Disney will also be limiting attendance, performing more regular cleaning, implementing more contactless experiences, enforcing physical distancing and requiring face coverings be worn by park guests and workers.

Like Evans, many avid Disney fans are excited to be attending opening day. A quick search of social media reveals self-reported Disney cast members posting photos of themselves attending preview days this week while wearing masks. Public Disney-based Facebook groups are full of fans lamenting their inability to get tickets to opening day or excitedly sharing news of their upcoming trips.

But not everyone welcomes Disney reopening as the pandemic continues to affect large parts of the country and cases continue to rise.

Those same Facebook groups are full of Disney fans criticizing the move to reopen and questioning people who have decided to attend right away.

Nearly 20,000 people have signed a petition calling on Disney executives and Florida officials to reevaluate their plan to reopen Disney World. A similar petitionto delay reopening California’s Disneyland garnered more than 55,000 signatures before Disney announced it would need to push back the date.

On Thursday, the Actors’ Equity Association filed a grievance against Disney for allegedly retaliating against cast members after the association demanded that performers be tested for COVID-19. The association represents about 750 Disney World performers, who reportedly had their rehearsal invitations rescinded after the group publicly called for actor testing.

The association maintains social distancing isn’t an option for performers and points to guidelines that emphasize that extensive testing and few new cases being reported in an area are necessary for worker safety.

“Seven unions signed agreements to have their employees return to work, the Actors’ Equity rejected our safety protocols and have not made themselves available to continue negotiations, which is unfortunate,” said Disney spokesperson Jacquee Wahler. “We are exercising our right to open without Equity performers.”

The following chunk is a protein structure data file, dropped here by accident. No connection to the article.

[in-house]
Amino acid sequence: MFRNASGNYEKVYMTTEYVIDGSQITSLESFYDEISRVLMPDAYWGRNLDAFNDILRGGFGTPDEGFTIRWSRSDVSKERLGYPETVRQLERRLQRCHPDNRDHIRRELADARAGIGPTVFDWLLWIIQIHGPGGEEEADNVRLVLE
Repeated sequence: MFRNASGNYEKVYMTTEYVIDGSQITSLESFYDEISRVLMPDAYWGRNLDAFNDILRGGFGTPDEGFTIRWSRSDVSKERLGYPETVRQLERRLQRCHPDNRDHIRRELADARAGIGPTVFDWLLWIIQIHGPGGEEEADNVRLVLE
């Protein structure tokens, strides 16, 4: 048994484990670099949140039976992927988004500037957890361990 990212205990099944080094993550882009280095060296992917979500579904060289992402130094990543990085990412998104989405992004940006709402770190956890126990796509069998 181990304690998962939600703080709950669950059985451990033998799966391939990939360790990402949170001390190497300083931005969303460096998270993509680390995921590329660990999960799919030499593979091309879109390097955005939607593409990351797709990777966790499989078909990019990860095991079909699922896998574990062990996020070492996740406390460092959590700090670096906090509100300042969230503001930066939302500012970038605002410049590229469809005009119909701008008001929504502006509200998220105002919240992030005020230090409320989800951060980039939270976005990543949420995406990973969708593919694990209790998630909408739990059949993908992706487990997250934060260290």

For her part, Evans says she is “1,000 percent” certain that Disney will do everything it can to keep guests and cast members safe.

“If Disney’s ready to open and they feel like that’s what they need to do business-wise, let’s face it, their income is coming from their theme park revenue and they’re losing billions of dollars so they feel that they can open safely,” Evans said. “If they’re opening their park, they need people to visit the park and we’re just one of those people.”

The pandemic has dealt a major financial blow to Disney on nearly every front, including film and television production and distribution, theatrical shows, live sports, and theme parks. It was forced to cut executive pay and issue furloughs.

Disney’s parks, experiences and products unit has been especially vulnerable. In the second quarter of 2020, that segment accounted for $1 billion in lost income — a 58 percent drop compared with the same period last year. In 2019, Disney generated $69.57 billion in revenue. Of that, $26.23 billion came from the parks, experiences and products segment.

Disney has yet to announce a new date for Disneyland in California, but plans to reopen Disneyland Paris on July 15. Shanghai Disneyland reopened in May, and Hong Kong Disneyland in June, with modified protocols.